Question 2 Stage 1 - Define (Assess requirement and design principles) A. Altitude Based Design Principles 1. Altitude Based design principles are part of the Stage 1 definition process and design principles but also are relevant to the other Stages of the process such as the Decision process in Stage 5. We deal with the issue here in question 2. 2. The noise impact is the important criteria in defining and applying Level 1 scaling but we accept that an altitude test is not an unreasonable proxy if the height(s) are representative of the noise impact. 3. The Government’s Air Navigation Guidance states that ‘Noise is the priority below 4,000 feet whereas noise and carbon should be balance priorities between 4,000 and 7,000. Above 7,000 feet noise is no longer a priority.’ The draft Guidance defines Level 1 as ‘a change to the ‘notified’ airspace design in the Aeronautical Information Publication that affects traffic patterns below 7,000 feet (this altitude accords with the altitude-based priorities in the Government’s Air Navigation Guidance to the CAA)’ 4. RHC’s modelling shows that aircraft footprints fall below 50 dBA at heights substantially more than 4,000 feet. It is not uncommon for aircraft to have reached 10,000 feet before the noise footprint is reduced below 50 dBA using a Single Event 90 sec metric. 5. We believe the CAA should be challenging the DfT’s 4,000 and 7,000 feet criteria and noise should be recognised and given priority up to 10,000 feet. The DfT’s criteria were not scientifically derived and seemed to have been somewhat arbitrarily chosen to help the airlines reduce fuel burn and hence cost between 4,000 and 7,000 feet. We suggest that fuel burn (and hence carbon) contours be calculated. 6. Aviation’s carbon footprint is potentially constrained but we doubt the carbon emissions between 4,000 and 7,000 feet are critical to the overall problem of aviation carbon emissions. We do not accept that noise impact should be traded with carbon emissions under these circumstances. Carbon savings should be dealt with in other ways. 7. The altitude criteria are referenced to mean sea level and there are land features of at least 500 feet that reduce the distance beteen overhead aircraft and ground receptors. This highlights even further the inadequacy of the 4,000 and 7,000 feet criteria. 8. In summary, our position is that the 7,000 feet limit in the definition of Level 1 scaling should be amended to 10,000 feet and that when applying the altitude test to the airspace change process noise should be the priority up to 10,000 feet and not compromised with carbon between 4,000 and 7,000 feet as stated in the draft Guidance. There are references to 4,000 and 7,000 feet throughout the draft Guidance - all of which need changing to 10,000 feet. B. Heathrow’s choice of Design Principles 1. We are concerned with Heathrow deciding the Design Principles, albeit in dialogue with local communities. There is no consensus at present on flight concentration, dispersion, multiple flight paths and respite or rates of ascent, to name just a few of the issues. Whether it is possible to obtain broad agreement across London communities on these issues is extremely doubtful. Re-distributing noise between communities is highly contentious. We are concerned the change process, as designed, will run roughshod over this whole subject of design principles. It is difficult for anyone to judge the net effect from several changes (e.g. concentration and respite), and the relegation of significant changes to Tiers 2 and 3 will mean that individuals and communities will not be able to judge the overall net noise impact let alone the effect on their health and quality of life. 2. We believe it is important to engage a facilitator and this might be the Independent Commission for Civil Aviation Noise (ICCAN) to assist with the choice of design principles.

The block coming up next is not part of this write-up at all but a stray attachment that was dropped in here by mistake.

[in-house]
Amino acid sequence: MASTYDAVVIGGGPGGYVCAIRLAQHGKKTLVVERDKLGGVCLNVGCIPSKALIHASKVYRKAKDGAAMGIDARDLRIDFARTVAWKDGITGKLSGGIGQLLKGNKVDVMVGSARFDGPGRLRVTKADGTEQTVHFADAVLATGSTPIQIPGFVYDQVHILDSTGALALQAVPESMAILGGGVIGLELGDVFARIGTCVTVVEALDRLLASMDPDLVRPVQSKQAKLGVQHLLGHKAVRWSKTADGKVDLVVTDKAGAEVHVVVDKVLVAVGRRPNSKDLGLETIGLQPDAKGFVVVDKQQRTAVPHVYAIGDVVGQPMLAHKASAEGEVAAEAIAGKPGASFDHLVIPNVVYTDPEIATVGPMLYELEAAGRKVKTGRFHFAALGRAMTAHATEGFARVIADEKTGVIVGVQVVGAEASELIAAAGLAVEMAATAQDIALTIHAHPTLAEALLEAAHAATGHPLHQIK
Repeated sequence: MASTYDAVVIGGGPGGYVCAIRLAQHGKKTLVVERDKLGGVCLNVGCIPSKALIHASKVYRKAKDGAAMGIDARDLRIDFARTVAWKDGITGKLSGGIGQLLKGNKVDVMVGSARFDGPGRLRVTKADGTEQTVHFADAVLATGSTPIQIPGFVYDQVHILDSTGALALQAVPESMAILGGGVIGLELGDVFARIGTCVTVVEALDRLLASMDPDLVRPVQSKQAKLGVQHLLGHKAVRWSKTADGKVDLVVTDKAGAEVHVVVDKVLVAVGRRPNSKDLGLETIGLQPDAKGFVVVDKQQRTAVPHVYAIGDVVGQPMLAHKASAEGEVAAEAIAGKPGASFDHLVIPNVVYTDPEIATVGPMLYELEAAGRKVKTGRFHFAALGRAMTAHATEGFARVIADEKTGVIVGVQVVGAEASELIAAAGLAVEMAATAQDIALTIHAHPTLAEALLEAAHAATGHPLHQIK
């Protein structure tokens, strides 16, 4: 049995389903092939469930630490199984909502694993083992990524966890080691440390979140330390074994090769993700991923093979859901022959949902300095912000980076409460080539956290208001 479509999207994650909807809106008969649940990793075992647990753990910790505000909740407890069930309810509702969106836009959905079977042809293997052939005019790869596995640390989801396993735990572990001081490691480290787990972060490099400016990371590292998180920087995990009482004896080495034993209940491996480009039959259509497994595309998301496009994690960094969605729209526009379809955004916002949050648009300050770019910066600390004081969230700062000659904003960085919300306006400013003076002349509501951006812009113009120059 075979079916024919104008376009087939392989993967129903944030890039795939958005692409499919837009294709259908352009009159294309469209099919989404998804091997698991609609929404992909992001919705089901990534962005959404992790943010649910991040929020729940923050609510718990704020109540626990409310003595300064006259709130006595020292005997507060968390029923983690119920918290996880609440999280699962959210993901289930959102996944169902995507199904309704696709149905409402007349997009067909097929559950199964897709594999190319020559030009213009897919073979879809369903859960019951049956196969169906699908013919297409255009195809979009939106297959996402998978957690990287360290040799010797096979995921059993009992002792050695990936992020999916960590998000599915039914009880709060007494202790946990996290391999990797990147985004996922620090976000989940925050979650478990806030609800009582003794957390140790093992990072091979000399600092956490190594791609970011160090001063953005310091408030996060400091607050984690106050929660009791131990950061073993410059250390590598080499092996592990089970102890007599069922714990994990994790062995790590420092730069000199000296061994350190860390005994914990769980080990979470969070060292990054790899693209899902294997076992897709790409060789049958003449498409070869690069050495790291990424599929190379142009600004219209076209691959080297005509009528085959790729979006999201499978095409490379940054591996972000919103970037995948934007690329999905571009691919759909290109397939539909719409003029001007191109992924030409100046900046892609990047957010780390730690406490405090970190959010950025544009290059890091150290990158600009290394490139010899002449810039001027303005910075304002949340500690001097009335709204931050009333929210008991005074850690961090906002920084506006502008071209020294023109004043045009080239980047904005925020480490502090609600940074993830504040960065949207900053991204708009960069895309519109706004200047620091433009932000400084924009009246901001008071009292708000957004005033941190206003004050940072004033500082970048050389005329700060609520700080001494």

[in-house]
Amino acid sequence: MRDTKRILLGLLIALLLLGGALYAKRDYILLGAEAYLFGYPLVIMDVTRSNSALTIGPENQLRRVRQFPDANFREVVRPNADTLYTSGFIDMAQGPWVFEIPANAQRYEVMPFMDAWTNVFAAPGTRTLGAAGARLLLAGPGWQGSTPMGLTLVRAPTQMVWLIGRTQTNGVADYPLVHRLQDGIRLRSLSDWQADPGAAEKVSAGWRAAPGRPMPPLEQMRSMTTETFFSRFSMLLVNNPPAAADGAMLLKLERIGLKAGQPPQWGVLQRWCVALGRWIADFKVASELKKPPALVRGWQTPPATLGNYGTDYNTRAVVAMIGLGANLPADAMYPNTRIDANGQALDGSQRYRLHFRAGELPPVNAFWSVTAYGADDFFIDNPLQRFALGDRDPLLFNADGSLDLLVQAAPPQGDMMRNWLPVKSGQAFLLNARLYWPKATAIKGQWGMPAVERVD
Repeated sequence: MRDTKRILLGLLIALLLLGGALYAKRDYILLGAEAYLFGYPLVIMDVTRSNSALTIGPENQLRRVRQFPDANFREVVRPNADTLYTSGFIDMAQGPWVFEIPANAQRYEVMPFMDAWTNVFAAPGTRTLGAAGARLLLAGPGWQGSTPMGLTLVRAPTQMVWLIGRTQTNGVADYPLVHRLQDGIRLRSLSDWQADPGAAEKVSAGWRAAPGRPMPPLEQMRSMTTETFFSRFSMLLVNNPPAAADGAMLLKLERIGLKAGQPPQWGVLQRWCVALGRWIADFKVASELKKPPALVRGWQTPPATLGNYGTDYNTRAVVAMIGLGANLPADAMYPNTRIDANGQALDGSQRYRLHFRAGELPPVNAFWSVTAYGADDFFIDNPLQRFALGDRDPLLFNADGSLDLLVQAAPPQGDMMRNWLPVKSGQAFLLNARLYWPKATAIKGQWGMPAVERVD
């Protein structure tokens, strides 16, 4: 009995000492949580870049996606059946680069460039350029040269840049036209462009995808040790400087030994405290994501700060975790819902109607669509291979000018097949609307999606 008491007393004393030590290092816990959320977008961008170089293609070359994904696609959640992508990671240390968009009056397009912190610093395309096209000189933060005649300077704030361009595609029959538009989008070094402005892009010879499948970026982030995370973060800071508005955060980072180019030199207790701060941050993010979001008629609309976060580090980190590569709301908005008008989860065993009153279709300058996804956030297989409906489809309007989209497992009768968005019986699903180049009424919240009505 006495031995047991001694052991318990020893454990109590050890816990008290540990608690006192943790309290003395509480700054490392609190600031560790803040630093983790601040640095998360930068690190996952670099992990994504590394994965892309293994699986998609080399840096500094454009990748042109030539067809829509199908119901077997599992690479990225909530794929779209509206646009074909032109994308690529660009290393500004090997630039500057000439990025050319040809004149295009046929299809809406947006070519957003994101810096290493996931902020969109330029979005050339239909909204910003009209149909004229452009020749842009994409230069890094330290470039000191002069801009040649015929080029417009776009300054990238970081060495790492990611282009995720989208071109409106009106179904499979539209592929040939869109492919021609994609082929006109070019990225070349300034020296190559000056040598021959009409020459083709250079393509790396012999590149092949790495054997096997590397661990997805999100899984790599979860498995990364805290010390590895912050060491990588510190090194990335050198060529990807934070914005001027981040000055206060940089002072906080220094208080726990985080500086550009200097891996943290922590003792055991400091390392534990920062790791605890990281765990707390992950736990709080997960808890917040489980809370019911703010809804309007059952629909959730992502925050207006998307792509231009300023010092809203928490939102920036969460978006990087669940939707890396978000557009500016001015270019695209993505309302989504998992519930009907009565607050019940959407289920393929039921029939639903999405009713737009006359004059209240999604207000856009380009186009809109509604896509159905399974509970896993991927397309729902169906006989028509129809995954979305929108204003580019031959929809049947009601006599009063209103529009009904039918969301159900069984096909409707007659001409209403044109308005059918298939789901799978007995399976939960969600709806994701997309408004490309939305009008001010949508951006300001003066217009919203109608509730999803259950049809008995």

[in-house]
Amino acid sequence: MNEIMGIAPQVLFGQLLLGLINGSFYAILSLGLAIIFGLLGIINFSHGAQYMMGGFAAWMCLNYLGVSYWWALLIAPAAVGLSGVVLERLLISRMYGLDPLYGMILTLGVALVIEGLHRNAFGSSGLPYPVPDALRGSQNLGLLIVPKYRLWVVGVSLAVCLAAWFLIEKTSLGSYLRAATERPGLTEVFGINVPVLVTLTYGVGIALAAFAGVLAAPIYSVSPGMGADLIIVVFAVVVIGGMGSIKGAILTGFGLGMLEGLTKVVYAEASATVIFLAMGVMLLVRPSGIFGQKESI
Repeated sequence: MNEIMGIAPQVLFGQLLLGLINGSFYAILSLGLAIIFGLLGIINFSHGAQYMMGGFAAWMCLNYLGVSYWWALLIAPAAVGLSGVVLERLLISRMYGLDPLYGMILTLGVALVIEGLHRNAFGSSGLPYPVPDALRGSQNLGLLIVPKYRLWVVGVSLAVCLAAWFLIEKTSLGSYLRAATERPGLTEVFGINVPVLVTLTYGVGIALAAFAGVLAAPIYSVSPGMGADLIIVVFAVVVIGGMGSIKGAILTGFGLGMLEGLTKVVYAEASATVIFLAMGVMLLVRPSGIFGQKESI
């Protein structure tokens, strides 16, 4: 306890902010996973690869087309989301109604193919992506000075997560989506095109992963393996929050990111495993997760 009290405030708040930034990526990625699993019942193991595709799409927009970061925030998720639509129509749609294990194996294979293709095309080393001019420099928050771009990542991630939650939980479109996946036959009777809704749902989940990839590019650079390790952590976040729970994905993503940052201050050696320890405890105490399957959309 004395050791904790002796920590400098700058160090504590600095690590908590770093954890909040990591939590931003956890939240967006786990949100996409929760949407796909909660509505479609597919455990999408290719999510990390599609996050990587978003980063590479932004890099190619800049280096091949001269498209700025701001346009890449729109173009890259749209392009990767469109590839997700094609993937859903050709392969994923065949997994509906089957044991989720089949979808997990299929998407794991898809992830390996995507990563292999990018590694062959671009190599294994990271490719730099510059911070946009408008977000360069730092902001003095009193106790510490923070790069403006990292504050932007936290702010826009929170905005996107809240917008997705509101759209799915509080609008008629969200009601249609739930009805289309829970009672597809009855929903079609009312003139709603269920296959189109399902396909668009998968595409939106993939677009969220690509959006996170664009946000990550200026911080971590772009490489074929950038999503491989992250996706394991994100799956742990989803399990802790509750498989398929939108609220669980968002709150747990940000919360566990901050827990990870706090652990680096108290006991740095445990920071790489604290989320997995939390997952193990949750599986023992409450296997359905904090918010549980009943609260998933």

3. Considering Stage 2 (Develop and assess) of the process, to what extent does the draft guidance on that stage meet the following criteria?